Abstract
The major thesis of this chapter is that rights are local in origin and application and therefore not normally seen or accepted by states as natural or universal. Thus, there has always been a real-life difference between the application of rights (which in practice is almost always a local affair) and assertion of human rights (which can be a universal claim). One can see this when analyzing the precedents usually cited for our contemporary notion of human rights. For example, the Magna Carta (1215), the English Bill of Rights (1689), the French Declaration of the Rights of Man and the Citizen (1789), and the U.S. Constitution and Bill of Rights (1791) were all, despite occasional language to the contrary, local and specific in their intent and application. That is they were promulgated for the benefit of some humans, and not all humans.
Lawrence Davidson

Chapter 2. Islam and Human Rights: Ideals and Practices

Abstract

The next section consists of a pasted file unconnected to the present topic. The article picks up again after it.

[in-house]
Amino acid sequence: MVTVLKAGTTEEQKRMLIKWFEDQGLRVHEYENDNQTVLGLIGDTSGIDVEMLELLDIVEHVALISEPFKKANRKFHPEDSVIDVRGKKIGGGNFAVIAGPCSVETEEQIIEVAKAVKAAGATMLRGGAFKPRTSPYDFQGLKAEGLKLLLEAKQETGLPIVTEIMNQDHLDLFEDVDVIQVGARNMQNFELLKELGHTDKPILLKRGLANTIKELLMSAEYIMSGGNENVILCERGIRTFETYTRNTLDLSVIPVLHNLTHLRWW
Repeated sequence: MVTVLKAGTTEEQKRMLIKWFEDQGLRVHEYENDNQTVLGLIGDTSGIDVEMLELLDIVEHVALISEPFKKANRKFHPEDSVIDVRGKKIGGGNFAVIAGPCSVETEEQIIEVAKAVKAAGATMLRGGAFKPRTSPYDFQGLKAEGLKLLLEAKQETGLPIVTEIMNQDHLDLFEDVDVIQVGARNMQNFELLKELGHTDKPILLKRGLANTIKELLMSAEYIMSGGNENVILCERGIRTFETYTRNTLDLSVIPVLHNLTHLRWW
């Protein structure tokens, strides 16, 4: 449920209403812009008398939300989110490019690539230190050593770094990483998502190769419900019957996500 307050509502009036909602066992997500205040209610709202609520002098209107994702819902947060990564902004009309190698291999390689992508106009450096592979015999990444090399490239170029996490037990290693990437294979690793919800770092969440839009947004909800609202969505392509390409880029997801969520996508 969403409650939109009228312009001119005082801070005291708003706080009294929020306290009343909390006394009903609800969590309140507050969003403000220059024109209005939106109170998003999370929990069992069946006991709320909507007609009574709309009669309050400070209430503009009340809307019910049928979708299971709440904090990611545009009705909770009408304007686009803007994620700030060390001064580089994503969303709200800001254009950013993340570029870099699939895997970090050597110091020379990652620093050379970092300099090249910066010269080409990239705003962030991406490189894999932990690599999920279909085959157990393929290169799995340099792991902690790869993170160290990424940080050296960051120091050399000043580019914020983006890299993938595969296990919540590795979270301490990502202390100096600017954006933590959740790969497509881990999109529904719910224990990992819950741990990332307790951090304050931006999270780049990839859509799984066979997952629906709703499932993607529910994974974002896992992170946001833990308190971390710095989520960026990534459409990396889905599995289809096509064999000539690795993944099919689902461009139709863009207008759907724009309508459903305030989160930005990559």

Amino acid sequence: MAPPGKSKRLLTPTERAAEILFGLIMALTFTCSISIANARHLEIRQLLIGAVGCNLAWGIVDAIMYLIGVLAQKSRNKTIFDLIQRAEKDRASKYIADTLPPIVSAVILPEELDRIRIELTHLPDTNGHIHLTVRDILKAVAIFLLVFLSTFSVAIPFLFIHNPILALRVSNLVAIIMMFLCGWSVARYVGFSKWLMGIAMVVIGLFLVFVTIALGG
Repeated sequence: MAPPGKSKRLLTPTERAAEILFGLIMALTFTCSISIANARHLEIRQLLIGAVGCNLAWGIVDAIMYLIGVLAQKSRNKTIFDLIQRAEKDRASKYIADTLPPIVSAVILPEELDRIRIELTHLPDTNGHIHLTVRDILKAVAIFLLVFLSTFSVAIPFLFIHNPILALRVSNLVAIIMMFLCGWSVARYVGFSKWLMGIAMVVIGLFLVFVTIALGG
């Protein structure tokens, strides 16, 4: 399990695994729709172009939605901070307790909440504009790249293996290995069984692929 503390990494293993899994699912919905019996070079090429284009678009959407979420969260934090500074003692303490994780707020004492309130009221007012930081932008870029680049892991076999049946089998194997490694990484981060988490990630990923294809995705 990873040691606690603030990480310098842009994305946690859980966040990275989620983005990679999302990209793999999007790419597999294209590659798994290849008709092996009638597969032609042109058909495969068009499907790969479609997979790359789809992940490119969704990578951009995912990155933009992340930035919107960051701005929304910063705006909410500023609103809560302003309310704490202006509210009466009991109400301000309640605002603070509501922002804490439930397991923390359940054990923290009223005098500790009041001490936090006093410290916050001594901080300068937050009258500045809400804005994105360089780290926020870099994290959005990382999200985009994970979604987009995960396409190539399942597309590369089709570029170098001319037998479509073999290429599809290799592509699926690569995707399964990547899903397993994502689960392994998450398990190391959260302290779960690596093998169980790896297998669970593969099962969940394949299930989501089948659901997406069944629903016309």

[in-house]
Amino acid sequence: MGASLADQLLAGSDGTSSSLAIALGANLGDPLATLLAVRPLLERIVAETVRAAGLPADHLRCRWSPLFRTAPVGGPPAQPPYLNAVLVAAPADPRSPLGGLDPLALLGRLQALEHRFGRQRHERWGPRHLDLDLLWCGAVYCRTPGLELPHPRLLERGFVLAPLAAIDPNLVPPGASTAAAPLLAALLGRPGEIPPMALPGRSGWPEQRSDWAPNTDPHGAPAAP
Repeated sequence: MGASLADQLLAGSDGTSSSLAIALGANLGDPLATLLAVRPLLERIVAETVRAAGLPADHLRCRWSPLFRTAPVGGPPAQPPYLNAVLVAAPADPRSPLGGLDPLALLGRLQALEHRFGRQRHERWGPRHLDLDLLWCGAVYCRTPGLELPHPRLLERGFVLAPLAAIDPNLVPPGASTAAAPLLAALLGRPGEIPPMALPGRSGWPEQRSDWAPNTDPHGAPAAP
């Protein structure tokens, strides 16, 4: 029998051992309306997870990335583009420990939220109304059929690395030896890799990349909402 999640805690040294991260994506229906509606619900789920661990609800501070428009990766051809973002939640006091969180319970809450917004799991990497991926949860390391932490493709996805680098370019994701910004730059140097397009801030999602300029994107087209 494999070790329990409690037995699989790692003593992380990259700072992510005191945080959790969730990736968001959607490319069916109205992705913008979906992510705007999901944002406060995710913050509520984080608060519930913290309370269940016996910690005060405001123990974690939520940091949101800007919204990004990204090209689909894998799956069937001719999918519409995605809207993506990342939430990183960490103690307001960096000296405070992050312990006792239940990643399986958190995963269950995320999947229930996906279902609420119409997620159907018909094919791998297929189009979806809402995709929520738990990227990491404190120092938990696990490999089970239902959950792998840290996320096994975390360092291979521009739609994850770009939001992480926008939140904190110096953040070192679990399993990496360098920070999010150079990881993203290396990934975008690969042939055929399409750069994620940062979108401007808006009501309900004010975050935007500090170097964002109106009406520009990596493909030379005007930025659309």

The debate over compatibility of Islam and human rights has raged among theologians, scholars, intellectuals, and the public at large for generations in the Muslim World as well as in the West. This discourse, however, has become more intense since the proclamation of 1948 United Nations Universal Declaration of Human Rights (UDHR). That declaration pronounced that all human beings are born free and are equal in dignity and rights.1 Article 2 of the UDHR stipulates: “Everyone is entitled to all the rights and freedoms set forth in this Declaration, without distinction of any kind, such as race, color, sex, language, religion, political or other opinion, national or social origin, property, birth or other status.” The rights entailed in the UDHR are indivisible and inalienable and include wide-ranging civil-political, as well as economic, social, and cultural rights. These universal rights include such rights as to life, liberty, and security of person; freedom from slavery and servitude; freedom from arbitrary arrest, detention, or exile; freedom of thought, conscience, and religion; freedom of opinion and expression; right to education; right to work; right to a nationality; and right to own property. According to the UDHR, all people are entitled to these rights by virtue of their humanity.